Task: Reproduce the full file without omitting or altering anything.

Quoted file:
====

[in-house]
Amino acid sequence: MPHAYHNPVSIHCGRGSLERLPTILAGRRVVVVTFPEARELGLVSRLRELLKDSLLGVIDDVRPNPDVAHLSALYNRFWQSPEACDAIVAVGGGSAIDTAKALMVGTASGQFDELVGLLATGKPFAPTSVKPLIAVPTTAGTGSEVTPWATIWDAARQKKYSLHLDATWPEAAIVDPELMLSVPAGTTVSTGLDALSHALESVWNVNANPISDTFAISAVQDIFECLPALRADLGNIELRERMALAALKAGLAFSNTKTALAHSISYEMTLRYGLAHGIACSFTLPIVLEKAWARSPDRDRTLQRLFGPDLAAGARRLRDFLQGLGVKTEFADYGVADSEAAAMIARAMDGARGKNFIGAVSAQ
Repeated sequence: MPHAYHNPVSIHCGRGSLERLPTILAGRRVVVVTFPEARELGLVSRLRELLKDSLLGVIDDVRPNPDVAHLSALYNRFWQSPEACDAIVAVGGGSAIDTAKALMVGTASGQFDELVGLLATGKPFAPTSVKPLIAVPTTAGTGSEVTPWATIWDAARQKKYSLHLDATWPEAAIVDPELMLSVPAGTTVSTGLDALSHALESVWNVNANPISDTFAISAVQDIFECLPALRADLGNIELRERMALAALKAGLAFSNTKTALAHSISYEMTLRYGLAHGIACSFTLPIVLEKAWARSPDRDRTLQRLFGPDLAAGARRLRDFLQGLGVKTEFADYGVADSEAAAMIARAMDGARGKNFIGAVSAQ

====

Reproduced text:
[in-house]
Amino acid sequence: MPHAYHNPVSIHCGRGSLERLPTILAGRRVVVVTFPEARELGLVSRLRELLKDSLLGVIDDVRPNPDVAHLSALYNRFWQSPEACDAIVAVGGGSAIDTAKALMVGTASGQFDELVGLLATGKPFAPTSVKPLIAVPTTAGTGSEVTPWATIWDAARQKKYSLHLDATWPEAAIVDPELMLSVPAGTTVSTGLDALSHALESVWNVNANPISDTFAISAVQDIFECLPALRADLGNIELRERMALAALKAGLAFSNTKTALAHSISYEMTLRYGLAHGIACSFTLPIVLEKAWARSPDRDRTLQRLFGPDLAAGARRLRDFLQGLGVKTEFADYGVADSEAAAMIARAMDGARGKNFIGAVSAQ
Repeated sequence: MPHAYHNPVSIHCGRGSLERLPTILAGRRVVVVTFPEARELGLVSRLRELLKDSLLGVIDDVRPNPDVAHLSALYNRFWQSPEACDAIVAVGGGSAIDTAKALMVGTASGQFDELVGLLATGKPFAPTSVKPLIAVPTTAGTGSEVTPWATIWDAARQKKYSLHLDATWPEAAIVDPELMLSVPAGTTVSTGLDALSHALESVWNVNANPISDTFAISAVQDIFECLPALRADLGNIELRERMALAALKAGLAFSNTKTALAHSISYEMTLRYGLAHGIACSFTLPIVLEKAWARSPDRDRTLQRLFGPDLAAGARRLRDFLQGLGVKTEFADYGVADSEAAAMIARAMDGARGKNFIGAVSAQ